These days the recreation calendar of most long-term care facilities has moved way beyond the bingo-heavy schedule of yesteryear. Residents are likely to find live music, current events, religious programs, pet therapy, crafts, Wii sports, and trivia games among their options. This abundance of choices makes it likely that residents will find enjoyable ways to spend their time and some of these activities (including bingo) help to keep the mind sharp. Staff members interested in “kicking it up a notch” and creating programs specifically focused on enhancing cognitive capacity will find a roadmap in this resource, Enhancing Cognitive Fitness in Adults: A Guide to the Use and Development of Community-Based Programs, edited by psychologists Paula E. Hartman-Stein and Asenath LaRue. The book “will highlight the research foundations behind brain fitness interventions as well as showcase innovative community-based programs to maintain and promote mental fitness and intervene with adults with cognitive impairment. The emphasis is on illustrating the nuts and bolts of setting up and utilizing cognitive health programs in the community, not just the laboratory.” The book includes chapters on oral life review, intergenerational groups, incorporating the arts, and Montessori-based methods for engaging persons with dementia. Part Five of the book, Gaining Through Giving Back: Programs with a Positive Societal Impact, outlines ways of improving quality of life for residents by helping them give back to the community — a concept near and dear to my heart.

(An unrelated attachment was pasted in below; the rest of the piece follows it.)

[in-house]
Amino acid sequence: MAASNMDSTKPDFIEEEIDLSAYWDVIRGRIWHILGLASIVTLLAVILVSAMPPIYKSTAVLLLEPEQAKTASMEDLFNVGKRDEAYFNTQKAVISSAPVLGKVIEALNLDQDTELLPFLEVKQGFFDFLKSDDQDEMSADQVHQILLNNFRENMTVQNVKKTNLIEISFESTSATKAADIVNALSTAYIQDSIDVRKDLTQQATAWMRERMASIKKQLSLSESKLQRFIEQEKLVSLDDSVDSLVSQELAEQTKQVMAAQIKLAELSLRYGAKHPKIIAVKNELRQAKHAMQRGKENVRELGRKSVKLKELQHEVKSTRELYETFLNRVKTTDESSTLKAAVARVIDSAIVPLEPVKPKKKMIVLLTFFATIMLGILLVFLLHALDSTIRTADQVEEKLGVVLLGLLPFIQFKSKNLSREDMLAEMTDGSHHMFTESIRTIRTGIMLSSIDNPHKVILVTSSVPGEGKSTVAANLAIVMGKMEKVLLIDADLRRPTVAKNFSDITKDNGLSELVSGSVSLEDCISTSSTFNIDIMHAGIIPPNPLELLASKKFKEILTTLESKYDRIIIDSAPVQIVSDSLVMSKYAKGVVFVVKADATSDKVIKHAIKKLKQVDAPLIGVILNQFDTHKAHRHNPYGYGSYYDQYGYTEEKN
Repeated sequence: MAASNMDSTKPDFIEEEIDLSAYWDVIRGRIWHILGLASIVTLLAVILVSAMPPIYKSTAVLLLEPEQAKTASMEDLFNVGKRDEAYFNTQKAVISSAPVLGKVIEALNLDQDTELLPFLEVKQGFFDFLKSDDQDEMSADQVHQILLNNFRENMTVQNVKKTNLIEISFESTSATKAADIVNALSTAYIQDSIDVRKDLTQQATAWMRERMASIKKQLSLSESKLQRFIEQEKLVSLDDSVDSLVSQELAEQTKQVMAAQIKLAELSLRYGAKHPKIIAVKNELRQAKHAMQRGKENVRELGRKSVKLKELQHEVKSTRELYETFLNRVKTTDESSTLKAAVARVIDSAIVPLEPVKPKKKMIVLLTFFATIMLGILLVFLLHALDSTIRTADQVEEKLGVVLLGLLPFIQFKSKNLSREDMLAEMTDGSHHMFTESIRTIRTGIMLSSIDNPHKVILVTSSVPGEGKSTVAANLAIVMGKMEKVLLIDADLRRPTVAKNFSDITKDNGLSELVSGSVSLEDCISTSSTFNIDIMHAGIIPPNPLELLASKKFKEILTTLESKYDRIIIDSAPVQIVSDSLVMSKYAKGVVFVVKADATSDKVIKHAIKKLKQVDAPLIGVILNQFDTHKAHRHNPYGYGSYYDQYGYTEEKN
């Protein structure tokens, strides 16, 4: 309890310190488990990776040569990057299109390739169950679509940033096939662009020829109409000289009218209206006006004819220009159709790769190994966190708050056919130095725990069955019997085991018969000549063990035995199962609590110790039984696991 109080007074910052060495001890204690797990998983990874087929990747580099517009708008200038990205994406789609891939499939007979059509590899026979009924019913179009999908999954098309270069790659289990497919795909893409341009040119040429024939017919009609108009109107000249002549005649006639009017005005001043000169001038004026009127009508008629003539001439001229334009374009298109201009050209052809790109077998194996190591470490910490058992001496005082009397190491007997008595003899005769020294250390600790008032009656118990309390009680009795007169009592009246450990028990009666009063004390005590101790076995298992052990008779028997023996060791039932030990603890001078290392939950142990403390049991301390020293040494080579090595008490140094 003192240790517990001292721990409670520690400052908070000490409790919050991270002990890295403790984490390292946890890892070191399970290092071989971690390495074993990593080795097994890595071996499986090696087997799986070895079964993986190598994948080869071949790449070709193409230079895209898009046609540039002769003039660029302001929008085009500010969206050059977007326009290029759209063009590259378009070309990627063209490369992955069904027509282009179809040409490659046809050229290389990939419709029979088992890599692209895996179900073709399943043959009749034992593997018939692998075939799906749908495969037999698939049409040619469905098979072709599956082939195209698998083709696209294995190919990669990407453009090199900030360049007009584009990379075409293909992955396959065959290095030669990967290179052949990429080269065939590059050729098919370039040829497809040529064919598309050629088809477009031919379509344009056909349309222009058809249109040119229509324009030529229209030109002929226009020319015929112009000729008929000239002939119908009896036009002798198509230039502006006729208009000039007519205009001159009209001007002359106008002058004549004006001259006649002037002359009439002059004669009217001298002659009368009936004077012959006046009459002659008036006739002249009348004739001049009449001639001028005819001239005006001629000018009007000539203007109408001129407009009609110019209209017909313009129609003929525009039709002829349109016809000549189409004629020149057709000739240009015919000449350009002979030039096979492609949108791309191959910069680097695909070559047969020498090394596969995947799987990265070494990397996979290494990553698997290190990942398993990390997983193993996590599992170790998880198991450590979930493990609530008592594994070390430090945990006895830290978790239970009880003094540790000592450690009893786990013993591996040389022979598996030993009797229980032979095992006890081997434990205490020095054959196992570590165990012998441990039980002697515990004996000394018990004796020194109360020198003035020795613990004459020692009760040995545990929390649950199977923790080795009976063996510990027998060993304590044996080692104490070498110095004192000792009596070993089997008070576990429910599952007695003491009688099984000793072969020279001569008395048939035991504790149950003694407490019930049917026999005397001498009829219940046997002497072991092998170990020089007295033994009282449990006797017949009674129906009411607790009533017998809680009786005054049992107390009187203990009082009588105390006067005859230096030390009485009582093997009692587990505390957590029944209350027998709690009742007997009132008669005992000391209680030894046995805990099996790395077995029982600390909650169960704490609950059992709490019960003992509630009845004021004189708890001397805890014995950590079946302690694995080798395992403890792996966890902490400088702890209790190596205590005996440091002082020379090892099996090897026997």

On another note, Editor Paula Hartman-Stein, below, is offering two workshops for psychologists and social workers interested in learning more about the Physician Quality Reporting System (PQRS). Visit her website at Center for Healthy Aging for more information.